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Madanjeet Singh

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Madanjeet Singh
Indian Foreign Service
In office
Personal details
Born(1924-04-16)April 16, 1924
Lahore, Punjab, British India (now Punjab, Pakistan)
Died6 January 2013(2013-01-06) (aged 88)
Beaulieu-sur-Mer, France
Alma materGovernment College, Lahore[1]
Punjab University, Lahore

Madanjeet Singh (16 April 1924 – 6 January 2013) was an Indian diplomat, painter, photographer, and writer.


Madanjeet Singh was born on 16 April 1924 in Lahore, British India.

During Mahatma Gandhi's "Quit India" movement in 1942 against colonial rule, Madanjeet Singh was imprisoned. He later migrated to newly partitioned India in 1947 and worked as a volunteer in the refugee camps in Delhi, where those uprooted by partition found temporary refuge. He later joined the Indian Foreign Service in 1953 and served various countries like Italy, Yugoslavia, Greece, Laos, Sweden, Denmark, Spain, USSR, Consul General in South Vietnam. He served with distinction as Ambassador of India in Asia, South America, Africa and Europe before joining UNESCO in 1982, based in Paris.

In 1995, in recognition of his lifelong devotion to the cause of communal harmony and peace, the UNESCO Executive Board created the biennial ‘UNESCO-Madanjeet Singh Prize for the Promotion of Tolerance and Non-Violence’. The decision was adopted at meetings in Paris and Fez (16 May to 4 June), to commemorate the 125th birth anniversary of Mahatma Gandhi. In 2000, he was designated a UNESCO Goodwill Ambassador on the United Nations’ International Day of Tolerance.

Singh became known internationally with his first book, Indian Sculpture in Bronze and Stone, which was published in Rome by the Institute of the Middle and Far East in 1952. At that time he was a student of the orientalist Giuseppe Tucci, and also studied European art history under Lionelllo Venturi at Rome University. Indian Sculpture in Bronze and Stone was followed in 1954 by India, the first volume in the UNESCO world art series published by New York Graphic Society. He want on to write several more books including AJANTA, Paintings of the Sacred and the Secular (1964); Himalayan Art (1968); The White Horse (1976); This, My People (1989); The Sun in Myth and Art (1993); Renewable Energy of the Sun (1996); The Time-less Energy of the Sun (1998); The Time-less Energy of the Sun (1998); The Sasia Story (2005); The Oral and Intangible Heritage of South Asia (2007); and Kashmiriyat (2009).[2]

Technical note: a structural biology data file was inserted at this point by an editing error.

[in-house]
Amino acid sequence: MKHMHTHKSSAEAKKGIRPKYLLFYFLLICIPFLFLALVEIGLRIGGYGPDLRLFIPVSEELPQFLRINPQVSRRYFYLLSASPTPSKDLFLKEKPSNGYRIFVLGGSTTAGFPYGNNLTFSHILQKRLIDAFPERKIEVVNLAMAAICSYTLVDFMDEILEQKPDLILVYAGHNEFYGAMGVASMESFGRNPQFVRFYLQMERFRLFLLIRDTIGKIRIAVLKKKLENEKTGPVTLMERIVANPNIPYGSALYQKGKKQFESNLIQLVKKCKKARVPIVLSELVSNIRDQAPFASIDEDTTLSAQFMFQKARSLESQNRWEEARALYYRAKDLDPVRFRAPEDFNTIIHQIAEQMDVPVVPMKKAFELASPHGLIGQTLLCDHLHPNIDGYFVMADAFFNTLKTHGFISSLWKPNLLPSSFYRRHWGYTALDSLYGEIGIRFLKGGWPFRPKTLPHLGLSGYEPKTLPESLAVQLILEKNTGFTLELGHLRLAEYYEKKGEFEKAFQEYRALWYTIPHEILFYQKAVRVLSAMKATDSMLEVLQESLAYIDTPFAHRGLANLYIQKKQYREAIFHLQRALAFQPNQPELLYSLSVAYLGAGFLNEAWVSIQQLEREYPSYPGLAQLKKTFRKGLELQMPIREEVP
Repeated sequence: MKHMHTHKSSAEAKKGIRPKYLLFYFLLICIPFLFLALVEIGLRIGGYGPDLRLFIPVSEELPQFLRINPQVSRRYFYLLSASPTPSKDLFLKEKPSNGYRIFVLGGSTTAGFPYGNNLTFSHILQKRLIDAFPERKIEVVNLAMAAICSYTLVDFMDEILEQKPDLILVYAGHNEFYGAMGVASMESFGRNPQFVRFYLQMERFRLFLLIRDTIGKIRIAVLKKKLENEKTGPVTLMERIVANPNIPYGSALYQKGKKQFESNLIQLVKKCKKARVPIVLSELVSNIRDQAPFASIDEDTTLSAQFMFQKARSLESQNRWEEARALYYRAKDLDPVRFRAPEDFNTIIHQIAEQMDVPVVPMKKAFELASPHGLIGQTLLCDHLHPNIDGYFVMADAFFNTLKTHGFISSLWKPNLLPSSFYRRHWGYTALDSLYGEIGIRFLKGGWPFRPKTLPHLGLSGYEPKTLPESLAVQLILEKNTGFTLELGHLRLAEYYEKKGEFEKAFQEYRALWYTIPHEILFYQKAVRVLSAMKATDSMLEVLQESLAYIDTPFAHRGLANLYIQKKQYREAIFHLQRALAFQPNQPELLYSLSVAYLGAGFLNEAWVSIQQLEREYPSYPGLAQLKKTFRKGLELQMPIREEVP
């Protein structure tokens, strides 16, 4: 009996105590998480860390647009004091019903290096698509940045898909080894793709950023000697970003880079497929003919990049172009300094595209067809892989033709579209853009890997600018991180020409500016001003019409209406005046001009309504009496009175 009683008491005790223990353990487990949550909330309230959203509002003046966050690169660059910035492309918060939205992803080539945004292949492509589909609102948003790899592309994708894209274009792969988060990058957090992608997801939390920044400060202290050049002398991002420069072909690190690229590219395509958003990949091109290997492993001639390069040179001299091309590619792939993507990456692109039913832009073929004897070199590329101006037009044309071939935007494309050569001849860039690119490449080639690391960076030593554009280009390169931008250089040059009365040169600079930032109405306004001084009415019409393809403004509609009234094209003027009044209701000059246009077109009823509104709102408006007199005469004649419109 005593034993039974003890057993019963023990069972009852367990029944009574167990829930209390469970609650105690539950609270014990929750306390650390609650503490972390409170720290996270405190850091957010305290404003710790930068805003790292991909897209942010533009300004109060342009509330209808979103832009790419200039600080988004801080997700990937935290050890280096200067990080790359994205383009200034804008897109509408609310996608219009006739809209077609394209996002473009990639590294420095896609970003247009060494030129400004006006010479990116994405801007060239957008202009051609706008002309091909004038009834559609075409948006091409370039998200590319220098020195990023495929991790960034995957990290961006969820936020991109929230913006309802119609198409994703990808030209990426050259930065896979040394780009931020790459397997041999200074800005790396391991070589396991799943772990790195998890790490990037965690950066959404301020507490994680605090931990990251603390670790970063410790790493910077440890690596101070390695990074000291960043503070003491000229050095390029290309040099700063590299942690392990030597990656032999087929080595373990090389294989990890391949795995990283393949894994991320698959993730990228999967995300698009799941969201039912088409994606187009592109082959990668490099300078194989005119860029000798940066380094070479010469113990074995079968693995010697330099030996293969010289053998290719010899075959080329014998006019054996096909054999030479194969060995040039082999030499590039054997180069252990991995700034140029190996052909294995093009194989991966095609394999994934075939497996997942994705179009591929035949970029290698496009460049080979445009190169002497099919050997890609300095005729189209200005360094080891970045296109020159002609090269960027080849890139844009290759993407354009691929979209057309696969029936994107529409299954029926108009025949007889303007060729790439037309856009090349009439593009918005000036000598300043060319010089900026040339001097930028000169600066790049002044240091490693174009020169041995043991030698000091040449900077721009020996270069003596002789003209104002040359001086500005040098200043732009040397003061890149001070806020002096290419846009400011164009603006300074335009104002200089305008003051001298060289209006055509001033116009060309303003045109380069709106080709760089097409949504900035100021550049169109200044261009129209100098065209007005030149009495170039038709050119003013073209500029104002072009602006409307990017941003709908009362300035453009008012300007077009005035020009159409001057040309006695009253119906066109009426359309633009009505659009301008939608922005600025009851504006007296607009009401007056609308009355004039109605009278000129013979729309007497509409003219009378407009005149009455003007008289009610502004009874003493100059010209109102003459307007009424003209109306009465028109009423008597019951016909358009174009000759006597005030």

In 2000, he was designated as a UNESCO Goodwill Ambassador on the United Nations’ International Day of Tolerance, a post he held until his death.

He founded the South Asia Foundation in 2000 as a regional youth movement and it has now grown to have chapters in eight SAARC countries.[3] He was praised as a "freedom fighter. He is a Secular Humanist.[4] The South Asia Foundation (SAF) has offered scholarships to South Asian students under various disciplines in its 8 UNESCO Madanjeet Singh Institutions of Excellence set up by Madanjeet Singh.

The UNESCO Madanjeet Singh Prize for the Promotion of Tolerance and Non-violence was created in 1995 to mark the United Nations Year for Tolerance, proclaimed at the initiative of UNESCO, and the 125th anniversary of the birth of the Mahatma Gandhi.

In recognition of a lifelong devotion to communal harmony and peace, the Prize bears the name of its benefactor Madanjeet Singh, who was a UNESCO Goodwill Ambassador, Indian Artist, Writer and Diplomat.

The UNESCO-Madanjeet Singh Prize for the Promotion of Tolerance and Non-Violence is aimed at advancing the spirit of tolerance in the arts, culture, education, science and communication.


On January 6, 2013, Singh died in Beaulieu-sur-Mer, France, at the age of 88 from a stroke.[5]


His many publications include:

  • Culture of the Sepulchre (2012) (his experiences as Indian Ambassador to Uganda at the time of Idi Amin), ISBN 0670085731[6]
  • Kashmiriyat - The pluralistic Sufi-Bhakti-Rishi Culture, South Asia Foundation (2009)
  • SASIA Story UNESCO (2005)
  • Himalayan Art (UNESCO art books series), New York Graphic Society/UNESCO (1968) ASIN B000LY5LNG - revised edition Macmillan (1971), ISBN 0-333-12066-3 [7]
  • Ajanta, painting of the sacred and the secular, Edita Lausanne, 1965


  1. ^ Ahmed, Khaled (8 July 2017). "Cross-border Philanthropy". Indian Express. Retrieved 27 March 2022.
  2. ^ List of publications
  3. ^ Indian foundation helps Pakistan’s poor students, Daily Times (Pakistan), Jan 4, 2004
  4. ^ Mukherjee, Susmita (2009-09-09). "Q&A: 'It's worth upholding ideals that are good for mankind'". The Times Of India. p. 12. Retrieved 2009-09-09.
  5. ^ "Madanjeet Singh passes away". thehindu.com. 2013-01-07. Retrieved 2013-01-07.
  6. ^ Pandey, Ramesh Nath (November 9, 2012). "Book Review: Culture of the Sepulchre". New Spotlight Magazine. 06 (10). Retrieved August 20, 2014.
  7. ^ Perilous Pilgrimage (book review), Time magazine, Feb 14, 1969

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